stop signs

After two years in a big firm, I went solo. Running a small or solo practice is much different than practicing law in a big firm, and I quickly found that the bad habits I developed at my firm were hurting my practice and my professional relationships.

Here are four bad habits I found myself doing and what I did to get past them:

1. Pick Up The Phone and Talk to Your Clients

American Bar Association Model Rule 1.4(a)(3) says that you “shall keep the client reasonably informed about the status of the case.” During my tenure at a big firm, it became easy to concentrate on billing time rather than paying attention to the people and businesses I was representing. Instead of keeping my clients fully informed about what was going on in their cases, I spent nearly all my time doing “billable” tasks that would keep myself profitable. Sure, I kept the insurance company informed—they were the ones paying my bills—but I rarely initiated contact with the client I was actually representing without being prompted.

Numerous bar journal articles say that communication with clients decreases your risk of a legal malpractice case. Additionally, when you are running a solo or small firm, many new clients will come through word-of-mouth from your old clients. Affirmatively reaching out to your client just to say hello can go a long way. This is not to say you should show up to your client’s kids’ soccer games, but reach out and talk to them even when you are not obligated to do so.

2. Do Not Bill for Everything You Do

In many big firms, attorneys bill clients for everything they can think of—telephone calls, letters, even copy-and-pasting subpoenas. But before you start machine-gunning a client every month with 0.1’s, you should understand that your clients have probably hired high-billing attorneys before, and were likely unhappy about being nickeled and dimed.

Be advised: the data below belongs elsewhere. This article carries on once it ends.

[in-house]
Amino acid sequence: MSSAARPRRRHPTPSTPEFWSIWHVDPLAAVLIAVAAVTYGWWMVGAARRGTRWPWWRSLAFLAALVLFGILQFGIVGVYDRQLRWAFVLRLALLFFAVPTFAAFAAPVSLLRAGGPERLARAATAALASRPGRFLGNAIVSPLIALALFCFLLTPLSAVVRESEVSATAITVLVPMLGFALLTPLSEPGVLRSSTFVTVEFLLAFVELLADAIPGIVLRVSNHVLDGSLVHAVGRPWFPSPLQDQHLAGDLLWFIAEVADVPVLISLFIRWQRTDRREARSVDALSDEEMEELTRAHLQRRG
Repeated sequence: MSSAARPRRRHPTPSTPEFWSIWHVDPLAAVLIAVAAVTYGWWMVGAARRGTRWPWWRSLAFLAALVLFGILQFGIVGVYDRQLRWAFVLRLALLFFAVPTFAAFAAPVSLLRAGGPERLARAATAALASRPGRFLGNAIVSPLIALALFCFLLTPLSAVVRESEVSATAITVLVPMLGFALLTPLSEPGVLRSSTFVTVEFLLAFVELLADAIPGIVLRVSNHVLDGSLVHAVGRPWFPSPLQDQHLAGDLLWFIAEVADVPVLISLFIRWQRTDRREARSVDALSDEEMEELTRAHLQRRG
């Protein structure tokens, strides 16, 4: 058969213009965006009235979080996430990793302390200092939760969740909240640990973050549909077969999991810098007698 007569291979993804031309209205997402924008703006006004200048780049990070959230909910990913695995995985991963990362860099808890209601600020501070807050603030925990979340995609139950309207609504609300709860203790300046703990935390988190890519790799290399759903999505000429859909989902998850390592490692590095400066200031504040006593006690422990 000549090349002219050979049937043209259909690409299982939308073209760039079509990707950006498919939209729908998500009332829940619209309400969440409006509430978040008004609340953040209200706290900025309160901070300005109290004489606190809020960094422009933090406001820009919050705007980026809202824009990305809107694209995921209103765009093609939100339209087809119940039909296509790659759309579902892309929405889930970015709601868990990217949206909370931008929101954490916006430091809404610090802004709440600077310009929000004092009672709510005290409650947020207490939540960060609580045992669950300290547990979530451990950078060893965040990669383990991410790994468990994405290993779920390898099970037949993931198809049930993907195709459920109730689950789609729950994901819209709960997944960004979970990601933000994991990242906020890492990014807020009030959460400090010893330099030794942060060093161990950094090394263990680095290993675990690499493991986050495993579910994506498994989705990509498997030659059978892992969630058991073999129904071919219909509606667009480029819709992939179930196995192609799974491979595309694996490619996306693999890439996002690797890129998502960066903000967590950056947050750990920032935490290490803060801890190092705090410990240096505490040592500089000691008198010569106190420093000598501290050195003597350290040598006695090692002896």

In my small practice, I tell hourly rate clients at sign-up what I am not going to bill them for: travel time around town, speaking with them on the telephone (no matter who makes the call), or writing and reading emails or letters. I also put this in the retainer agreement. Some clients have actually been shocked (in a good way) that I would not charge for these things.

A caveat: I have not had a client barrage me with calls or emails. If you are worried about a client taking advantage of unlimited free telephone calls or emails, consider setting a daily or weekly limit.

3. Cut Your Clients a Break on Fees

How do you want your clients to remember you?

This goes hand-in-hand with not billing for everything that you do. I believe the old adage that everything looks like a nail from a hammer’s perspective applies to attorneys billing a client. If you are able to resolve a case quickly in your client’s best interest, consider cutting your client a break on the total fee. It can pay dividends in the long run.

4. Do Not Hide in Your Office

During my tenure as a big firm associate, I frequently ate lunch at my desk. I sat behind my computer most of the day with my door closed, working and entering time. There will always be days you need to spend holed away getting things done, but unless you have no need for new clients, I would strongly recommend getting out of your office and being social.

The saying “out of sight, out of mind” definitely applies to attorneys who get business through referrals. You do not want to find you missed out on a referral because your friend or previous client did not know you practiced that particular area of law.

It is natural to pick up habits that are good or bad if you have worked in a big firm. While some habits can help you be productive and profitable, others can hurt your client relationships and referral network.

Originally published 2014-11-12. Last updated 2017-06-23.

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